Microfinance

Criticism of IFMR-CMF Study on Microfinance and IFMR's Response

CMF Study on Access to Finance in Andhra Pradesh: Some Observations for The RBI and Other Stakeholders…

By Ramesh S Arunachalam, Rural Finance Practitioner

The CMF study on access to finance is a very interesting one and I would like to congratulate the CMF team for its hard work. That said, there appear to be some interesting findings from the study and I discuss these with other relevant issues about the study, its context, methodology etc – especially because the study is being increasingly relied on by policy makers and other stakeholders and therefore, it becomes very important to provide a fair and objective assessment of the study and its methodology and findings…that is the sole objective here and again, I would like to state that the work of CMF and IFMR require full appreciation because there is hardly any serious research of the kind they do, at least in Indian micro-finance…

Having set the context, here are some observations…

Mr. Justin Oliver writes in his post blog…on the CGAP blog…on November 11th 2010

Who’s the Culprit? Accessing Finance in Andhra Pradesh

“More than six months before these problems came up, the Centre for Micro Finance at IFMR Research, with funding from the Banker’s Institute for Rural Development at NABARD, conducted a household survey of 1,920 households in rural Andhra Pradesh to understand their access to and use of financial services. Led by Doug Johnson and Sushmita Meka, this was a representative survey of the state’s entire rural population, rich and poor, and collected detailed information on household savings and borrowing from SHGs, MFIs, banks, moneylenders, friends and family, and other sources. What we found is startling, and challenges many of the assumptions people have about microfinance in Andhra Pradesh.”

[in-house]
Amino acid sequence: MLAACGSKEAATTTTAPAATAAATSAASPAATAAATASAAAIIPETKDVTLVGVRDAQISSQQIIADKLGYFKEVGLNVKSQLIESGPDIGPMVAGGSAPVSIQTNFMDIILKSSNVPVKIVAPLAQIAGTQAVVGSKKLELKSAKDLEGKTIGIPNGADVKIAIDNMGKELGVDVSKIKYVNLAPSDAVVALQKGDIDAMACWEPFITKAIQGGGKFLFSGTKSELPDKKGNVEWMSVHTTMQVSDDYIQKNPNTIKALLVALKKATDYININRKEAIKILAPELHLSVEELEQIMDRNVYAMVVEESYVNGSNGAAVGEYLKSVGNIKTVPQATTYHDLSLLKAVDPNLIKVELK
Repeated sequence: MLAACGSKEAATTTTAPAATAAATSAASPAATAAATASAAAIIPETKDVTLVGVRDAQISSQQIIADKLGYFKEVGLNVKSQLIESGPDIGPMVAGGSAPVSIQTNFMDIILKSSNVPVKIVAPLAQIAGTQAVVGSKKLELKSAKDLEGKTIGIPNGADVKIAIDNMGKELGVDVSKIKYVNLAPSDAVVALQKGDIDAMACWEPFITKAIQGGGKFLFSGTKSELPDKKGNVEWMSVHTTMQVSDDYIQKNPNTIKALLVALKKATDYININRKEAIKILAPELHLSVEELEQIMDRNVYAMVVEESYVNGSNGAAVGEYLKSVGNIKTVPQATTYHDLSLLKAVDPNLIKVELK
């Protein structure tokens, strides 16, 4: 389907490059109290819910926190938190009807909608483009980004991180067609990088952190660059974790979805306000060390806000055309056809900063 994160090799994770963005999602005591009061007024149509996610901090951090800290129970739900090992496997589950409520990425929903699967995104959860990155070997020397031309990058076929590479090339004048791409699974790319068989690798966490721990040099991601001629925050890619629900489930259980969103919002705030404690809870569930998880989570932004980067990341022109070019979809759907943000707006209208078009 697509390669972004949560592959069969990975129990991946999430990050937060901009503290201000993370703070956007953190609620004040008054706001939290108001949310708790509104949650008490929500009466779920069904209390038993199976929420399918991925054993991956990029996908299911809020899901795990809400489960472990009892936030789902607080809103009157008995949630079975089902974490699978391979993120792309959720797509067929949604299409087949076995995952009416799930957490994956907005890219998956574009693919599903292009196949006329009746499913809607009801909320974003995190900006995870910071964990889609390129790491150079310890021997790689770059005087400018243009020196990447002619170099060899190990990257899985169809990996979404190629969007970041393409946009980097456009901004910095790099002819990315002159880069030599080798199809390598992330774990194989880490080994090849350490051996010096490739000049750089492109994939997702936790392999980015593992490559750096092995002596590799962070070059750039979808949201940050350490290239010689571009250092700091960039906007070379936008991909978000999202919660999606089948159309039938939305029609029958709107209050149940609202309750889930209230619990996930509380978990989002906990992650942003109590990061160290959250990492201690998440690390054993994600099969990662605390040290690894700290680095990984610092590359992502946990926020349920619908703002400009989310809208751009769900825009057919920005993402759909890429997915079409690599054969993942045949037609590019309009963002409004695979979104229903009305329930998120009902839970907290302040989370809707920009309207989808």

Two aspects in the above statement require clarification:

a) The timing of the study, its posting on the CGAP blog and its overall positioning; and

b) Its claim on being a “representative survey of the state’s entire population, rich and poor and borrowing from SHGs, MFIs, banks, moneylenders, friends and family, and other sources.”

First let us look at timing and related aspects. The study was conducted in June – Oct 2009 according to one the authors, who has said this in response to my query on the CGAP blog post. Read more on Microfinance in India



ifmr center for microfinance

Response to Criticism of “Access to Finance in Andhra Pradesh”

Thanks to the blog “Candid Unheard Voice of Microfinance” for devoting a post to the CMF study “Access to Finance in Rural Andhra Pradesh,” which appears, rather unexpectedly, to have become a hot topic given the issues in Andhra over the past several months. Little did we know when we first proposed the study to NABARD’s Bankers’ Institute for Rural Development that it might one day get such attention! But it has, and with that has come some misunderstandings which are worth clearing up.

1. The author is concerned that the study does not include urban areas. This is in fact the case. I wish we could have covered urban areas too — and in fact we included urban areas in our initial proposal to NABARD, but, understandably, given NABARD’s mandate, they requested us to focus on rural areas only. The study states this very clearly of course, and nowhere has anyone from CMF attempted to say that it includes information on urban areas too.

Read the rest on India Development Blog

Abhay N

Author : 

Abhay is the founder and managing editor of India Microfinance. He is passionate about microfinance, financial inclusion and social entrepreneurship in India.

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2 Comments

2 Comments

  1. Ramesh S Arunachalam

    January 25, 2011 at 1:48 pm

    Dear Doug